Clearing out the Clutter

Recently myself and Mrs limey have started to clear out some of the stuff that has accumulated over the years. Moving house a year ago has helped a little to prompt that. However I am a natural hoarder while my lovely wife is not, so this tends to generate a few predictable discussions.

One of the challenges is that we have become the storage location of choice for much of my late mother’s things, which also means her parents things as well since she was an only child. Some of the stuff is incredible, like a couple of books that are more than 100 years old. What am I supposed to do with stuff?

There are some treasured items which have gone into a box and are now in the loft. However there are many other items which are far less treasured, what to do with them? Books have been the biggest problem. Its not just books that have come from Mum though, its also books that I have hoarded over the years. Books which, quite frankly, no one wants these days.

I compiled a sample list of the books and included those which I thought were the most desirable and valuable of the lot and sent it to a couple of bookshops which said they specialised in old books. They didn’t want any of them. A specialist old book store was not interested in a leather bound book that was 100 years old! Confused? You bet I was!

It could be that much of this list of old books is religious in nature. However, not all were.

So I am left with a few boxes of books which I really don’t know what to do with. I guess dropping them off at the local charity shop is my only choice. Yet am I doing any good by dumping on them stuff that clearly no one wants? Am I only shifting the storage and disposal quandary from myself to a charity?

Maybe I should just dump them all at the local waste disposal depot.

Yet the hoarder in me really does not want to do that, it is almost too painful to consider.

As well as the box old gems that I have found, there are also some classic children’s books. My mother was an avid reader as a young girl and had many books. Somehow all those books have survived and now I have them. Sorting through them I have a whole box of books with inscriptions in them to my mother for various achievements. Many of these books were prizes or rewards given her as a young girl, a young girl not much older than my own daughter.

The romantic in me wants my daughter to pick up these books and read them and love them like my mother did. They are old hardback books from the 1950s. Would a modern girl like my daughter even appreciate them? Even if she doesn’t, how can I get rid of a loved possession of my mother’s which pinpoints a specific part of her young life? I have a whole box of these pinpoints!

So I have had to create several boxes. Boxes to keep, boxes to keep for now, boxes I should disposes of but can’t and finally boxes of stuff to go. It will come as no surprise that the last category is the smallest.

So clearing out the clutter has resulted more dilemma instead of the hoped for peace and space.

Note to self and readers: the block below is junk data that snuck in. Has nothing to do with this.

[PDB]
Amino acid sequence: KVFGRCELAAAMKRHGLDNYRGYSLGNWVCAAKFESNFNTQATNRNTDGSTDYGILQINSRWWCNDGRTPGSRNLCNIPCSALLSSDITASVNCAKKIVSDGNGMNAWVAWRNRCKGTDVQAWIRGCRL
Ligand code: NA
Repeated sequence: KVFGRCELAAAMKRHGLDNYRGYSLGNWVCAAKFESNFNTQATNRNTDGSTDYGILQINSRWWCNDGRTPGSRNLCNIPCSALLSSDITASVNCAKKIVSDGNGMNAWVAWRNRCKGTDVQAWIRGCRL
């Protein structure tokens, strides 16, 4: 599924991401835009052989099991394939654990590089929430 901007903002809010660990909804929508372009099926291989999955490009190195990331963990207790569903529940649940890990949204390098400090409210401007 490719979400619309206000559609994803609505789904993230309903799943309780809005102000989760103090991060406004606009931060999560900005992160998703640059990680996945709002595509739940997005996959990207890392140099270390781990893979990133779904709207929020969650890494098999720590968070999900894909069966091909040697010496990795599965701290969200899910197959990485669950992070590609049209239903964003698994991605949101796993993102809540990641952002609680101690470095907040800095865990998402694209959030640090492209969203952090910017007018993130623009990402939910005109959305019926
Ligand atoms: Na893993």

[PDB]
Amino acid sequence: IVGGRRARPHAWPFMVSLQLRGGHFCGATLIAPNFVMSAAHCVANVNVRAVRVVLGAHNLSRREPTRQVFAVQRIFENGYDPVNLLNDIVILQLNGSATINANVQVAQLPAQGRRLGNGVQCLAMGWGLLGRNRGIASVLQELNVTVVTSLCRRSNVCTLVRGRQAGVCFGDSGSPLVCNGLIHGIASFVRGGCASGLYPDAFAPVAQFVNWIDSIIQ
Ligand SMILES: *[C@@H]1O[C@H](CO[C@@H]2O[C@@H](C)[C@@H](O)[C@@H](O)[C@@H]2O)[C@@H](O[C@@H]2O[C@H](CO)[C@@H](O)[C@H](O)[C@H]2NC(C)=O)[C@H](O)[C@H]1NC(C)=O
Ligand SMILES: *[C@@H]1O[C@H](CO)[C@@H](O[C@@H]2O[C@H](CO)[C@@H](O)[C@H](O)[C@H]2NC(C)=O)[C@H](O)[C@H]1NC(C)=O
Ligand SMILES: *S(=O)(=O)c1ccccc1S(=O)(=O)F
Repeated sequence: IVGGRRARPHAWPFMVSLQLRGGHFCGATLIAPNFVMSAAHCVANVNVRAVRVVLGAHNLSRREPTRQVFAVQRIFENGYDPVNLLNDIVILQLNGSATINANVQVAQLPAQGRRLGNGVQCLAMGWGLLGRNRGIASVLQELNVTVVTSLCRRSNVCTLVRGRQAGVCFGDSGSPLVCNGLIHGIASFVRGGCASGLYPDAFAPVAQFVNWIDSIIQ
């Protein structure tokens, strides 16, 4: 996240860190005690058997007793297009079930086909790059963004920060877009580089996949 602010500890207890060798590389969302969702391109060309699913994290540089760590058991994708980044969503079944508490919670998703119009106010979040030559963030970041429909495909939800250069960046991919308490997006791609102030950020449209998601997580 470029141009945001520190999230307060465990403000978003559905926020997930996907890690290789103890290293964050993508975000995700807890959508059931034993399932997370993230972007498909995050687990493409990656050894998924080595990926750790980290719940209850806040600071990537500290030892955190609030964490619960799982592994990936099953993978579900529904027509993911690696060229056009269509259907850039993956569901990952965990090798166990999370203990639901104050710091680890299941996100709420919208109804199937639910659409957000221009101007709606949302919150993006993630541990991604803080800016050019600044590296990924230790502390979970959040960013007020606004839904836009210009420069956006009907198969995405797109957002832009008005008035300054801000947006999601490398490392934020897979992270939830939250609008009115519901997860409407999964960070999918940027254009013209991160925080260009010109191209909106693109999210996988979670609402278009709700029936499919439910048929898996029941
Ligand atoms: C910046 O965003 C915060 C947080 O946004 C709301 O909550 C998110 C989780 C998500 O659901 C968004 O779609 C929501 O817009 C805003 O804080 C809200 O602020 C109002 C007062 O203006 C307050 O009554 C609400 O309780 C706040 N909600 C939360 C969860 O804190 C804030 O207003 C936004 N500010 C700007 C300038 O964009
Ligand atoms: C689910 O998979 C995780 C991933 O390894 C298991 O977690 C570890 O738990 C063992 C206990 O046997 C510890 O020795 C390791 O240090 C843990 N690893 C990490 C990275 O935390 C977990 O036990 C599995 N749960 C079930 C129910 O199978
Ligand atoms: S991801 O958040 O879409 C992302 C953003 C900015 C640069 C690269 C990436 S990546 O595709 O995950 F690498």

In all that lot I found some old books of mine which I will be disposing of. Including all my 1960s James Bond books. I’ve had to be tough.

Then I discovered a couple of old bibles of mine. One is an RSV (oh that weird old English with thee and thou!) with a memento in it from my baptism and other markings I added over the years. There was also a bible I was ready to drop in the bin when I opened it up and saw the inscription. Given to me when my mother remarried, I remember the occasion, it was a happy day. It was her gift to me on that day. In it my step-father is described as my “friend in the Lord“. A phrase that I chose and sounds rather pathetic and twee more than 20 years later. He is also a man whom I have no love for, my attitude towards him is best described as contempt.

So that book went into the “I don’t know” pile as well.

The clear-out hasn’t been as successful as we had hoped. I think I’m going to have to toughen up and not pay so much attention to my emotions when we revisit this again, because I know we’ll have to.

Until that happens, the past will still hold me through the objects that represent it. That is a past mostly filled with happy memories and disposing of those objects feels like I am betraying those that are gone whom I still love.

Christians need not fear Harry Potter

I wrote the following over a year ago for another blog, I’ve reposted it here because this blog is a more appropriate home, given the subject matter. There are a couple of very minor edits to the original text.

Recently I heard a church pastor proclaim from the pulpit that Harry Potter was evil and should be avoided. The more I thought about this blanket statement that Christians should avoid Harry Potter the more it concerned me. It is after all a fantasy adventure, what could be so dangerous?

The controversy of Harry Potter in Christian circles is not new and I have known for some time that there is division over it, with some saying it is harmless and others taking the stance of the aforementioned pastor.